OBA chair Ian Bluntish
By Helen Carter
Therapeutically endorsed optometrists will have access to two new steroid and glaucoma medications from September, as well as more timely access to new scheduled medicines.
The schedule 4 prescription only topical medicine Loteprednol, an anti-inflammatory corticosteroid eye-drop, has a TGA indication for steroid responsive inflammatory conditions of contact lens associated giant papillary conjunctivitis (GPC).
According to clinical studies, Loteprednol is a mild low absorption steroid and poses less of a risk than Prednisolone, for example, in elevating intraocular pressure.
The prostaglandin-analogue anti-glaucoma eye-drop Tafluprost has also been added to the scheduled medicines that endorsed optometrists are qualified to prescribe, effective from 10 September 2018.
Tafluprost joins another drug in the same class, Bimatoprost, also a prostaglandin-analogue, unit dose non-preserved drug which optometrists already prescribe for glaucoma.
Optometry Australia Professional Services Manager Luke Arundel said Tafluprost had been on the Pharmaceutical Benefits Scheme for years and ophthalmologists had been able to prescribe it but because it was not on the Optometry Board of Australia (OBA) scheduled medicines list, optometrists could not prescribe it. Adding it meant they would now be able to prescribe it.
Four medications – the anti-infective Vidarabine and anti-glaucoma medicines Carbachol, Dipivefrin and Levobunolol – have been removed from the list.
The OBA published the revised endorsement for its scheduled medicines registration standard and related guidelines for the use of scheduled medicines on 18 June, 2018. Both will take effect from 10 September, 2018.
Chair of the OBA, Mr Ian Bluntish said endorsed optometrists needed to familiarise themselves with this guide to ensure their practice meets the Board’s expectations.
He said a revised Board-approved list of topical schedule 2, 3, and 4 medicines that optometrists with a scheduled medicines endorsement are qualified to administer, obtain, possess, prescribe, supply or use to practise optometry was also published on the OBA website on 18 June.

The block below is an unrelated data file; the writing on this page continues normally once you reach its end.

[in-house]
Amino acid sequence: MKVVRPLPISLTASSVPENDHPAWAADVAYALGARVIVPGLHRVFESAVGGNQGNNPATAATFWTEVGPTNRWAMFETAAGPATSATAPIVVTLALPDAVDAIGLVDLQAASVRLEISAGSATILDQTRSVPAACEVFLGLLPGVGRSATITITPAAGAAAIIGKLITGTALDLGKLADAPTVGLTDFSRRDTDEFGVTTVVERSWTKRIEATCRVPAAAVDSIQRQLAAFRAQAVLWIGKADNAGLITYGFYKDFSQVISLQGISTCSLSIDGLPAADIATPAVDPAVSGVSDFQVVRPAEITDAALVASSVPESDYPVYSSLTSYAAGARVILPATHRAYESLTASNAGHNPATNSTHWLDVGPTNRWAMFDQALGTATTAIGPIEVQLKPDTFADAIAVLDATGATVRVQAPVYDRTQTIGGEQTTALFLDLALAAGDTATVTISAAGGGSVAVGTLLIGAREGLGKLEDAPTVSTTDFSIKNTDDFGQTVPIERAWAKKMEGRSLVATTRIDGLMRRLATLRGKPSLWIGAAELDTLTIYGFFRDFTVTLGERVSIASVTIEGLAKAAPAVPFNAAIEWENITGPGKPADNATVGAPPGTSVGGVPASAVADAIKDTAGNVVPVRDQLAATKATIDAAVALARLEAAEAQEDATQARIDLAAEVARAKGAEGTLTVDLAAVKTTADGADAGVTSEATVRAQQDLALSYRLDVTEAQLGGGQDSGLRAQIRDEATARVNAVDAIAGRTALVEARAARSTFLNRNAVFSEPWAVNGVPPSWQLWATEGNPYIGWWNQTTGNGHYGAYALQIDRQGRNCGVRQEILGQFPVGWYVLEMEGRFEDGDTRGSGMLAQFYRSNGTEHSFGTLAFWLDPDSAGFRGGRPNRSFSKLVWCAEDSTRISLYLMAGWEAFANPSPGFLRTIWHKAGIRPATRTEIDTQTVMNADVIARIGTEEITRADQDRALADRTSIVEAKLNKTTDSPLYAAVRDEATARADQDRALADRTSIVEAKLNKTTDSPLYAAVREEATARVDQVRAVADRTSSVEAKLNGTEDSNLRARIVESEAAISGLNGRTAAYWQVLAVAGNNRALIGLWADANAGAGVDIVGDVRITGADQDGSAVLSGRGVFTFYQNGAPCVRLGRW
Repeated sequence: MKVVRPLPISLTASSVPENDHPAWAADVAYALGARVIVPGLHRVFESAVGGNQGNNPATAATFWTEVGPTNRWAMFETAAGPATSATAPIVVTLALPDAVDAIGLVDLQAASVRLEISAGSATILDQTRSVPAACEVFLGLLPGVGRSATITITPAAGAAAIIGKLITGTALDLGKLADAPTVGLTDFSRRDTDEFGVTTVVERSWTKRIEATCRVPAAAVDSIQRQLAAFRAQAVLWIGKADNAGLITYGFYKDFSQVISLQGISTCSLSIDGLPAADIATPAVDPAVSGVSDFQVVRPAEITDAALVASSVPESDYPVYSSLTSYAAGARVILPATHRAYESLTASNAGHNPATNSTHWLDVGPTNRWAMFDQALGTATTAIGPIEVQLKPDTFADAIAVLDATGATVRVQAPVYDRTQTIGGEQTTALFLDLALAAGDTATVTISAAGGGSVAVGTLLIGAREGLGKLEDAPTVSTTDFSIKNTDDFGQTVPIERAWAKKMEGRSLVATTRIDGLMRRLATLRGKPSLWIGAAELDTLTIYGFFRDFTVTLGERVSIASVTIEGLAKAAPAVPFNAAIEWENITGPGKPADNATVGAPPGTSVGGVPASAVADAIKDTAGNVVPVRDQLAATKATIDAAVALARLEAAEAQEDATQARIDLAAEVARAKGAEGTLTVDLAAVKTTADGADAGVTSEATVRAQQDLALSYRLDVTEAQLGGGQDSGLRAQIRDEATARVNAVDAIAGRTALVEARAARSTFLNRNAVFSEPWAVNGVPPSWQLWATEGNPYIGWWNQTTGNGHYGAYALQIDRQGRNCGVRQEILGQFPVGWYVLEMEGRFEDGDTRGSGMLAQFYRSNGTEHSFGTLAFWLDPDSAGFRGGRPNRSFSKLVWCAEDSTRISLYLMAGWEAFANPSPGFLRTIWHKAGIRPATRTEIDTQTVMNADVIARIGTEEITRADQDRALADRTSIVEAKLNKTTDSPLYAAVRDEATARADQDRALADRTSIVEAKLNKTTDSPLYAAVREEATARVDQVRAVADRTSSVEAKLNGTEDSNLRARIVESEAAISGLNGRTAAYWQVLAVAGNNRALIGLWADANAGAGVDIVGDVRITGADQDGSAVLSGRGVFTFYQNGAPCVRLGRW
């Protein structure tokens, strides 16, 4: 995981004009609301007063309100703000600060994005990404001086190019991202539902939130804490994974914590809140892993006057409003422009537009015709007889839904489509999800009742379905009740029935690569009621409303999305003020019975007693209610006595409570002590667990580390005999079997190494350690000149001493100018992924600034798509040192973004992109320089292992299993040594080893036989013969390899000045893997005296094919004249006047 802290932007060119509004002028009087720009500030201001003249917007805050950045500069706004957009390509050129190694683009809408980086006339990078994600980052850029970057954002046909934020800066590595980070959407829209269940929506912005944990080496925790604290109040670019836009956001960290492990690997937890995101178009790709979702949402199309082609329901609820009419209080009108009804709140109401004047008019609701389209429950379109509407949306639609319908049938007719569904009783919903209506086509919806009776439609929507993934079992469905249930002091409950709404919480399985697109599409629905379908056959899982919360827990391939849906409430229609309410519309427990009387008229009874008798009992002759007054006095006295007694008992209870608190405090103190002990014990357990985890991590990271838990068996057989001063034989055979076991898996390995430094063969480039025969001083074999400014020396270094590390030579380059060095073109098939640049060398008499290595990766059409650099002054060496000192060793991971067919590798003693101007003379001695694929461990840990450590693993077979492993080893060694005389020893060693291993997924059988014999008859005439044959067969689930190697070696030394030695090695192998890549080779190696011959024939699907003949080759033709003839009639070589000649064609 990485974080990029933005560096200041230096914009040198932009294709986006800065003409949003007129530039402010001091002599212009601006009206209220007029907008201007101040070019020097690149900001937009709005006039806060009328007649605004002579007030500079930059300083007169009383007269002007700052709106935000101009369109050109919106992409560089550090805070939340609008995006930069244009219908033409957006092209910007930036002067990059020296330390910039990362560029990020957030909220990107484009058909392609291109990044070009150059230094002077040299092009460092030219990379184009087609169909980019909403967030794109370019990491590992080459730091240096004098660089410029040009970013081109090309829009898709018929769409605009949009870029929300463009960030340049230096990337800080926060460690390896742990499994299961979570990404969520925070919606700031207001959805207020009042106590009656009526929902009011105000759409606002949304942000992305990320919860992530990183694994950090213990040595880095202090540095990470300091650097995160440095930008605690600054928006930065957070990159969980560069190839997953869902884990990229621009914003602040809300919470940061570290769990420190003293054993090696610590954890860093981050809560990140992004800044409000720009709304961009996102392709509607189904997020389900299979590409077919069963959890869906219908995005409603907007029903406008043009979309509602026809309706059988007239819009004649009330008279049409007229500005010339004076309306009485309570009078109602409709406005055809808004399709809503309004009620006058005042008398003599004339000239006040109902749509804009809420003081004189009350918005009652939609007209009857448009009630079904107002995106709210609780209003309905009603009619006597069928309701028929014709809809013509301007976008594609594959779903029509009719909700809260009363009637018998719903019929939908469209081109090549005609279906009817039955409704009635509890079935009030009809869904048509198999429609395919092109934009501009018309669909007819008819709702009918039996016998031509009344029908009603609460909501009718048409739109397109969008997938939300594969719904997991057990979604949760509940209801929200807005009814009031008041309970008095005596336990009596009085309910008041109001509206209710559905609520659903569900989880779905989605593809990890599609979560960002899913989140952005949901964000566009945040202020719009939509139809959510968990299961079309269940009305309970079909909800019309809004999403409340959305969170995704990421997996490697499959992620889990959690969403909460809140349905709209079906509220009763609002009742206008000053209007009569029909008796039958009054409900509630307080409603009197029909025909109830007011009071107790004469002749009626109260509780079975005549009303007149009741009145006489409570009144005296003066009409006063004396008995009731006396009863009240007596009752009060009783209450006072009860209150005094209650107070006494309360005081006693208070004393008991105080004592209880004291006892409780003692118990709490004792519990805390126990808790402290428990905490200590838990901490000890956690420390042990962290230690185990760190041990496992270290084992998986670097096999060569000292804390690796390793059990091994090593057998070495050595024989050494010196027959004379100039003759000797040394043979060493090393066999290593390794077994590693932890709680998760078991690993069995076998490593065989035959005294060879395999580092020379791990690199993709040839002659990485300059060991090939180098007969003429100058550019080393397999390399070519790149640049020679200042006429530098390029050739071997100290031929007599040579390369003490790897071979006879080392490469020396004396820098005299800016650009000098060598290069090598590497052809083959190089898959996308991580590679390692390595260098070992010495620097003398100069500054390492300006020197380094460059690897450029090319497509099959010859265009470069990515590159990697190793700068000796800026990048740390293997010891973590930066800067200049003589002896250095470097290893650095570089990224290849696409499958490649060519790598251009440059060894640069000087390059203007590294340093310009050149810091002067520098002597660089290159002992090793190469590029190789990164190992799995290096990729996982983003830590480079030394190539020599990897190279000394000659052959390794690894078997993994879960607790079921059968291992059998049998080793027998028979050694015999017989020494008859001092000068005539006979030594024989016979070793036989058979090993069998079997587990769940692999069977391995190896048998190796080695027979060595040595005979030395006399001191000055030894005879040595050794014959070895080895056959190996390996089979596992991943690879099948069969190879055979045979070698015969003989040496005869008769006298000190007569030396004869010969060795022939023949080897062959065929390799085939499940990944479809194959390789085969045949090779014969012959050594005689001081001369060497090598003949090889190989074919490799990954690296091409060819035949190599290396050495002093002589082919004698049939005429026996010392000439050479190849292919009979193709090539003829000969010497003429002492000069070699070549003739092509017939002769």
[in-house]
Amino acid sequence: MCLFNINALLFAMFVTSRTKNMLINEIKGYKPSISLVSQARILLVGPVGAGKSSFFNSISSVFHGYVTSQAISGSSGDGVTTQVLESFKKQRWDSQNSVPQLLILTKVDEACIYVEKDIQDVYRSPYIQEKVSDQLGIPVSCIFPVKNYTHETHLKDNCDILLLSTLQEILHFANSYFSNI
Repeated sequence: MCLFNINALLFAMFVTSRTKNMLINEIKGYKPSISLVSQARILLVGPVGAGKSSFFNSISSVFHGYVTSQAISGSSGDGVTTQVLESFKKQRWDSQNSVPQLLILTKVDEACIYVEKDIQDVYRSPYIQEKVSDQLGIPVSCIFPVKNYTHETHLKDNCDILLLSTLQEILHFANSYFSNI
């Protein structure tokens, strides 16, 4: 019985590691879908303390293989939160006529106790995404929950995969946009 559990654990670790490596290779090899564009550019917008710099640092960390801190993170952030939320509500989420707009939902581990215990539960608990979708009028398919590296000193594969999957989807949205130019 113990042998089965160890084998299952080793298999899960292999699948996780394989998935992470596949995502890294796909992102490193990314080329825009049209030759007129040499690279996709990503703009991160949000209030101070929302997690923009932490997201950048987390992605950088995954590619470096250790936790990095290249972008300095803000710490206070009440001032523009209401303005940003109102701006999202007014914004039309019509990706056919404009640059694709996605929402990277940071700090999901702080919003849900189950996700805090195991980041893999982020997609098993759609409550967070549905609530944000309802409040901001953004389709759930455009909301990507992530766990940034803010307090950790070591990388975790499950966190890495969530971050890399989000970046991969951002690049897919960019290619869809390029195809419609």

Optometrists may also recommend schedule 2 and 3 medicines to their patients and these have been officially included in the list. The public can buy schedule 2 medicines themselves at pharmacies, and schedule 3 medicines via the pharmacist without prescription, such as the anti-infective Chlorsig (chloramphenicol).
Faster access to medicines
The list of scheduled medicines has also moved from the 2010 registration standard to the 2018 guidelines.
Mr Arundel said changes affected the timeliness at which drugs were approved for use by optometrists.
‘Previously every drug that went on the scheduled list for optometrists had to have ministerial approval,’ he said. ‘Now it has changed so that classes of drugs are approved for the schedule, rather than individual medicines.’
The Council of Australian Governments Health Council (Ministerial Council) approval letter said that transferring the list from the registration standard to the guidelines should reduce administrative costs and time involved in keeping the list up to date.
It said the move should also enable the board to responsively remove scheduled medicines from the list where medicines are no longer on the market, for example, due to patient safety reasons, or to add newly available medicines to the list in a timely manner and improve patient access to current topical eye medicines that endorsed optometrists are qualified to prescribe.
The registration standard sets out the requirements that optometrists must meet to be granted therapeutic endorsement while the guidelines outline the board’s expectations about the use of scheduled medicines by endorsed and non-endorsed optometrists.
The standard and guidelines were updated after a review including public consultation in 2017. Optometry Australia put in a supporting submission and the Ministerial Council approved the revised standard.
Stakeholder feedback suggested publishing the list on the OBA website for ease of accessibility.
Mr Bluntish said optometrists should be mindful of what they were qualified to prescribe versus what they are authorised to prescribe in each state or territory. They should also be mindful of PBS prescribing requirements.
‘The board-approved list is a list of scheduled medicines that endorsed optometrists are qualified to prescribe. State and territory drugs, poisons and controlled substances legislation determines if and when an optometrist is authorised to prescribe,’ he told Optometry Australia.
‘The board expects that all endorsed optometrists comply with the current requirements in the jurisdictions in which they practise.’
Mr Arundel agreed that optometrists should ensure they were across the relevant legislation for the states they practise in. He said Tasmania was the exception in not automatically aligning with the national list. Optometrists practising in Tasmania can check the relevant legislation.
Mr Bluntish, said in a news statement: ‘The public has a right to access safe and effective use of scheduled medicines from endorsed optometrists who are educated and competent to administer, obtain, possess, prescribe, supply or use topical schedule 2, 3 or 4 medicines for the purposes of the practice of optometry.’
Read the Optometry Board of Australia’s updated FAQ about endorsement for scheduled medicines.
Tagged as: Patient management, Therapeutics